The difference between the two is that O’Brien believes that he himself suffers from mental insanity while it is Hamlet’s mother and his step father that believes its Hamlet who is insane. 2. Hamlet is perceived as mad by his fellow Danes because he plays a ruse to disguise his plot to kill the king while O’Brien believes that he himself is crazy because he does not want to go to a war he does not support and that tons of Americans didn’t support. 3. Near the middle of each story the characters start to change their opinions slightly; Hamlet starts to believe he is actually becoming insane and O’Brien starts to believe that he may have done what’s right.
He then comes up with a plan to have the actors put on a play that is similar to the Murder of King Hamlet. Hamlet assumes that if Claudius has a reaction towards the play, he is guilty. This soliloquy is important because it reveals that Hamlet believes that he is dull spirited, it also points out that Hamlet is frustrated at himself for not having killed Claudius yet. All Hamlet is thinking about for the duration of this soliloquy is Claudius, and how he killed King Hamlet. Toward the end, Hamlet comes up with an idea to know if Claudius is guilty.
While Hamlet scrutinizes and evaluates the consequences of his actions, Laertes acts without forethought, saying, "Let come what comes only I'll be revenged / Most thoroughly for my father" (IV.v.138). However, his hastiness allows him to fall victim to Claudius' manipulative nature and he becomes a puppet in Claudius' plot to dispose of Hamlet. This accentuates one of Hamlets strengths, one that he reveals when he states, "Call me what instrument you will you cannot play upon me." (III.ii.380) he is not easily influenced by the people around him. Laertes further highlights Hamlet's strengths when he states that he would "cut [Hamlet's] throat i' the church" (IV.vii.126).
The several unresolved conflicts found in William Shakespeare’s Hamlet have been an infinite source of constant debate for readers. Most prominent among them is Hamlet’s madness. Whether Hamlet’s madness is genuine or feigned is left open for various interpretations due to the play’s ambiguous nature. However, with Hamlet’s abilities to think and act rationally, to cease putting on an “antic disposition,” and to perform noble acts, the audience will find it easy to agree with Samuel Johnson’s notion that “… the hero’s ‘madness,’ a source of ‘much mirth’ to eighteenth-century audiences, was merely pretended …” It is notable to the audience that Hamlet has continued both thinking and acting rationally throughout the play, even behind his façade of insanity. For instance, before the performance of The Murder of Gonzago, Hamlet explains to Horatio, “There is a play tonight before the King.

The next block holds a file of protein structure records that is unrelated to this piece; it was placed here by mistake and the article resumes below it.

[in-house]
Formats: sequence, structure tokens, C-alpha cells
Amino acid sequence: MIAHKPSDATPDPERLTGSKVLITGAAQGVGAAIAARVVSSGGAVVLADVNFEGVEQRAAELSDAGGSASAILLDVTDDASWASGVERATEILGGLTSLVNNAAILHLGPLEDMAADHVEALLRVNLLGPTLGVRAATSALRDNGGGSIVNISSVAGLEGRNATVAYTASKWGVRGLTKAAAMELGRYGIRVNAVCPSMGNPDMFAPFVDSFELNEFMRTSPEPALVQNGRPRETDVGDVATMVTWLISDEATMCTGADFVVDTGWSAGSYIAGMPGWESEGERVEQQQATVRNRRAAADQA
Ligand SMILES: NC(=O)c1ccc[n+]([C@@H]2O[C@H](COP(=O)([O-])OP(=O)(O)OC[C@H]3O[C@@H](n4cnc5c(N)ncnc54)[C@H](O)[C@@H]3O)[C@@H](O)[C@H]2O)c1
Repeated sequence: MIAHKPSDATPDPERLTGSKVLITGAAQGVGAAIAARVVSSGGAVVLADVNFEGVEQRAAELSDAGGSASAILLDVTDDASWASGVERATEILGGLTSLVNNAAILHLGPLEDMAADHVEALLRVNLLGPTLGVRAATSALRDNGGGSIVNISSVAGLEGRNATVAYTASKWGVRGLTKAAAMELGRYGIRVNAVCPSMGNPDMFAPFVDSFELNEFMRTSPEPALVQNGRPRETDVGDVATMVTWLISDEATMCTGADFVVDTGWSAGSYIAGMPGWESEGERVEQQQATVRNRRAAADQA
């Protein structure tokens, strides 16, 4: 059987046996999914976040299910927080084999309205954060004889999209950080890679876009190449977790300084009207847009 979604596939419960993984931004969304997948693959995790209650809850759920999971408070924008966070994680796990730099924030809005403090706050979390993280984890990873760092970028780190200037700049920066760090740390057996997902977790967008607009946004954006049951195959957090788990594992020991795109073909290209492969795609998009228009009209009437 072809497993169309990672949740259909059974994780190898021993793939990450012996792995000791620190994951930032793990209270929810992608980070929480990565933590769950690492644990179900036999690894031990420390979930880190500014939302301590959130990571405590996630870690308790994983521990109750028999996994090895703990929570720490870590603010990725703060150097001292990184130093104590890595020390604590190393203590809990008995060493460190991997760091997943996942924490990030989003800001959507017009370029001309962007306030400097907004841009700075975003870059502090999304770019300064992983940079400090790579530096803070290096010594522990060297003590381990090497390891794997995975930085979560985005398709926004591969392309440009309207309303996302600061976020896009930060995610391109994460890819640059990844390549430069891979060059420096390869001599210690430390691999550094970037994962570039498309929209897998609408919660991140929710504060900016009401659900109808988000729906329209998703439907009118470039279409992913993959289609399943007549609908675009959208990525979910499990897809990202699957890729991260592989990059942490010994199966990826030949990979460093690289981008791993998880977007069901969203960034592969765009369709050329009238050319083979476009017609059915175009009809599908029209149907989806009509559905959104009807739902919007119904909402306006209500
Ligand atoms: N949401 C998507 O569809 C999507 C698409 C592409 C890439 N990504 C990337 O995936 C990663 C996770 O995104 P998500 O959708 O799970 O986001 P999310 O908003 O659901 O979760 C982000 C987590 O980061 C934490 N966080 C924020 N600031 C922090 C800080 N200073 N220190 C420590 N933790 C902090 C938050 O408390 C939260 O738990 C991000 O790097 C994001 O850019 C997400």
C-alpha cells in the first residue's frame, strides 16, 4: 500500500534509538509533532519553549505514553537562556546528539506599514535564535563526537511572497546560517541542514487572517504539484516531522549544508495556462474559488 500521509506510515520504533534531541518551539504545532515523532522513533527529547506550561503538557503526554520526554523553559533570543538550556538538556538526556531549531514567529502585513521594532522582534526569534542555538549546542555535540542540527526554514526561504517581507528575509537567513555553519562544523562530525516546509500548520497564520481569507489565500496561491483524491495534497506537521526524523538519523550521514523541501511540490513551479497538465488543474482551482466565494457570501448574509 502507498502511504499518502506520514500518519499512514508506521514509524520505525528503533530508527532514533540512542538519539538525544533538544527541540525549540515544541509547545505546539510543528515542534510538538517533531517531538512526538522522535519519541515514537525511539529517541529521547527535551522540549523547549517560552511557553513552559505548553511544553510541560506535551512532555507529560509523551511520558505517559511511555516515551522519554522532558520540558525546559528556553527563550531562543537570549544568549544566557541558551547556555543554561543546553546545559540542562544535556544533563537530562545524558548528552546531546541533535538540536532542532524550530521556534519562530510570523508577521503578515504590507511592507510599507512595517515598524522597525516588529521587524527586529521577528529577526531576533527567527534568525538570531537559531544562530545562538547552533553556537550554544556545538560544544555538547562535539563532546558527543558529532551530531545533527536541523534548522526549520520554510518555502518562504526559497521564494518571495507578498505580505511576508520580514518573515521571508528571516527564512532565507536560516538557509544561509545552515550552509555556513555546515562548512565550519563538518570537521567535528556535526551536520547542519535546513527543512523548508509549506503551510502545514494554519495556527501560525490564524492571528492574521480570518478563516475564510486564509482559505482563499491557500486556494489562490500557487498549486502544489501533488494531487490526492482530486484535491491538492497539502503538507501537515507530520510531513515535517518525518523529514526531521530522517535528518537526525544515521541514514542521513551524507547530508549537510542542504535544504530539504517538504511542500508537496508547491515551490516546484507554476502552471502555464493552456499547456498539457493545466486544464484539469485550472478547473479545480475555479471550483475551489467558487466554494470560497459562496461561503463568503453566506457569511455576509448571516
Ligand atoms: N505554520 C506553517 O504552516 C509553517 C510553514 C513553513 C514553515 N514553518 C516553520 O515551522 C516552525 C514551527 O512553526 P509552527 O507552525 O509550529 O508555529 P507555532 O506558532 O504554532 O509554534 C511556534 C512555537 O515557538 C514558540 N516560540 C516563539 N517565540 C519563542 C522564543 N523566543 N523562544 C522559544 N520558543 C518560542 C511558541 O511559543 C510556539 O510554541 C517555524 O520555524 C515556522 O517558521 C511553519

In one of the early ironies of the play, Hamlet’s antic disposition, though intended to alleviate suspicion of his actions, only serves to confuse the King and inspire his decision to use Rosencrantz and Guildenstern as spies against his nephew. The King’s observation that Hamlet’s behaviour resembles “more than his father’s death” not only shows Claudius as an astute character, but also hints at a concealed fear that he may have towards the protagonist. At this early stage of the play, however, the audience has no means of deciphering the King’s true nature, as he is yet to reveal his guilt and the Ghost is an uncertain figure, shrouded in an ethereal mystery. The audience remains aware of Horatio’s warning to Hamlet that the Ghost may have an ulterior intent. Horatio even states to Hamlet that the ghost may intend to “draw you into madness”, and this line in particular reverberates in the audiences’ minds as they see Hamlet descend into an undecipherable lunacy.